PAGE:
Allen's game would always be compared with the movie character named Jesus. His game wasn't the stuff of movies, nor was he any sort of savior. But he was a spectacular player, excellent running the floor, great at spotting up three-pointers and able to beat defenders off the dribble.
Indeed, he had long been good enough to inspire fans to mutter to themselves, "He got game."
Allen still has his game, at least some of it. He shot a career-high 45.3 percent from three-point range. His 45.8 percent field-goal mark was just above his career average. Also, he shot a wonderful 91.5 percent from the line.
However, Allen's legs are giving way. He doesn't run like he used to. He's taking more rest. His 34 minutes per game were his fewest since his rookie season.
At age 36, Allen is playing like he still has a couple years left in the tank.
But after a while, he'll be left telling himself, like the title theme of the movie performed by Public Enemy, "More than eye can see and ears can hear, year by year, all the sense disappear."
Michael Jordan's Team Not Seeming Competitive Anymore
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Michael Jordan had always defined competitiveness. He pushed himself hard in games, in practice and in pick-up games. He drove himself so hard that he pushed his competitive efforts on gambling.
He'd slam the ball when Doug Collins would play head games with him during scrimmages by changing the score. He'd drive straight at a player who dared drive at him on the other end.
All that drive led the Bulls to six championships in eight years.
Now, all that competitiveness seems absent when one looks at the team he owns, the Charlotte Bobcats. The Bobcats had the worst winning percentage ever (.106) this season while winning just seven games.
Since going to the playoffs for the first time two years ago, the franchise looks like it's gone straight downhill. Charlotte was last in scoring average, field-goal percentage and three-point field-goal percentage. The team showed virtually no fire or will to win this season.
When Jordan retired, fans assumed he'd be competitive in anything he did afterward. But this team is anything but that.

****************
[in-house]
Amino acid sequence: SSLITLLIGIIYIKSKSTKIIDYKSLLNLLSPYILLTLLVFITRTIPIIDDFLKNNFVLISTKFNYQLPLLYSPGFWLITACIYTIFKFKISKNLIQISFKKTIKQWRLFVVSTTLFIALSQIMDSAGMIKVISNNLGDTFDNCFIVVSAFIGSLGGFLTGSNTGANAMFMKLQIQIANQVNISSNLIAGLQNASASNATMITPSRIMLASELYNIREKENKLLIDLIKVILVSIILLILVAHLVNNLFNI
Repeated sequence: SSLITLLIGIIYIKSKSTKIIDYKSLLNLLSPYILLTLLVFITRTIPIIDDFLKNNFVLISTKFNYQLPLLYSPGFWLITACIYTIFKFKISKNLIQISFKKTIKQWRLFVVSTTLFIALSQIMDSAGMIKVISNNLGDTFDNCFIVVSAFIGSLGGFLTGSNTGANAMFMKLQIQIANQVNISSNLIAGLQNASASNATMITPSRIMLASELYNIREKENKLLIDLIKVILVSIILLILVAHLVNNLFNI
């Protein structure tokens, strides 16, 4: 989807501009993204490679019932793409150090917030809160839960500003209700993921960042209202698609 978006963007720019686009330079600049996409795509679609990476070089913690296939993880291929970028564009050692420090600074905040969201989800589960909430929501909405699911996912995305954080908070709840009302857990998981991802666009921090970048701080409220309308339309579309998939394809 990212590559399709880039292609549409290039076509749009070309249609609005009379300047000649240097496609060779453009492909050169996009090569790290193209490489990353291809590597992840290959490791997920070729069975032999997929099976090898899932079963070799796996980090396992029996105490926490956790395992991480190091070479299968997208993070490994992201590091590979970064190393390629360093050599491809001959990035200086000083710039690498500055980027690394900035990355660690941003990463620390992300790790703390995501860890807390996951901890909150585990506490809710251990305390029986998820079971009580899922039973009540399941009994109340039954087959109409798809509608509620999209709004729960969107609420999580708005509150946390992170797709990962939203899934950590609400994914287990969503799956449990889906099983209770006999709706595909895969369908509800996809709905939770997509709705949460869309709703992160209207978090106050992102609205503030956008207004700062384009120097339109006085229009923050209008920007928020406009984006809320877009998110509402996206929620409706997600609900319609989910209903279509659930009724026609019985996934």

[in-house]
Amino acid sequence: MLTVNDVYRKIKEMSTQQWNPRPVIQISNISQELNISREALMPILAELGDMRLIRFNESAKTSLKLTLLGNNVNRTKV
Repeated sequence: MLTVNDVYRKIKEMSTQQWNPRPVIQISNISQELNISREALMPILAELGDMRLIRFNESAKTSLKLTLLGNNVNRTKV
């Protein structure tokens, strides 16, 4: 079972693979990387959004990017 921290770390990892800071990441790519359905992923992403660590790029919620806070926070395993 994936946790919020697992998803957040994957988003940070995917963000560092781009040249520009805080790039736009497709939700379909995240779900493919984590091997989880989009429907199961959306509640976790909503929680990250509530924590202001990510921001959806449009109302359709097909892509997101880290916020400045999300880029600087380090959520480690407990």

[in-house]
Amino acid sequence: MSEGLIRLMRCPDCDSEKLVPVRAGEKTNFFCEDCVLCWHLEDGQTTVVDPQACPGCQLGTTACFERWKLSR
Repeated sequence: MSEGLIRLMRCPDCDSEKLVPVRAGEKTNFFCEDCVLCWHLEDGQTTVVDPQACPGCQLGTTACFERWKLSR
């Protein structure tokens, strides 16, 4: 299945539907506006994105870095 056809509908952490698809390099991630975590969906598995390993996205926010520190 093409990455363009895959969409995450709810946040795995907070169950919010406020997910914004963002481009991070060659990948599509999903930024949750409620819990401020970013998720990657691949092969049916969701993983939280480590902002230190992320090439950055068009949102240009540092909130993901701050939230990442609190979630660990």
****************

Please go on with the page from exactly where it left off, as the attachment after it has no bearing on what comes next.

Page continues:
Fewer Great Centers Than in the Past
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Currently, the NBA doesn't feature many terrific centers. Dwight Howard is very good, although he's prone to streakiness. Andrew Bynum has turned into a top-notch player. Al Jefferson is remarkable, too.
However, one would never put these players in the same boat as the great centers of the 1990s. No one would be so brazen as to compare Howard to Hakeem Olajuwon or Shaquille O'Neal in terms of complete ability.
Looking at the 1970s, Bynum and Howard can't stack up to players like Wilt Chamberlain and Bob Lanier.
In some eras, one position may be stronger than others. This is certainly not the era of the center.
Watching some of today's centers may make fans yearn for centers of the past, like Olajuwon, O'Neal and David Robinson.
The Knicks Being Mediocre
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Fans who remember Patrick Ewing's Knicks teams or the teams with Clyde Frazier, Dave DeBusschere and Willis Reed remember how great the Knicks once were. They remember a 1970s team that was creative and tough and a 1990s team that was even tougher.
Now, the Knicks are relatively light. Instead of pushing through teams, they get pushed through.
The Knicks haven't made it past the first round of the playoffs since 1999, when they last went to the finals.
Fans of opposing teams remember when Ewing would muscle over defenders and John Starks would grind on ball-handlers.
Now, fans of opposing teams simply need to watch and wait until Jeremy Lin makes the exact wrong move and gets the ball stolen from him. Or they can wait until Carmelo Anthony takes an ill-advised shot.
Fans might watch the Knicks now and wonder why they can't stick it hard to opponents like they did 15 years ago.
Shaquille O'Neal Loses His Entertainment Value
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Shaquille O'Neal used to be the most entertaining player in the NBA. He was the man of many nicknames, from "The Big Diesel" to "Shaqtastic."
He did movies like "Kazaam" and commercials like his Burger King spoof of "Shaft."
Now, he's an analyst who lacks flair. He doesn't engage often with other analysts. His analysis is flat and lacks punch.
Fans now sit and wonder why he can't loosen up and be like he used to be.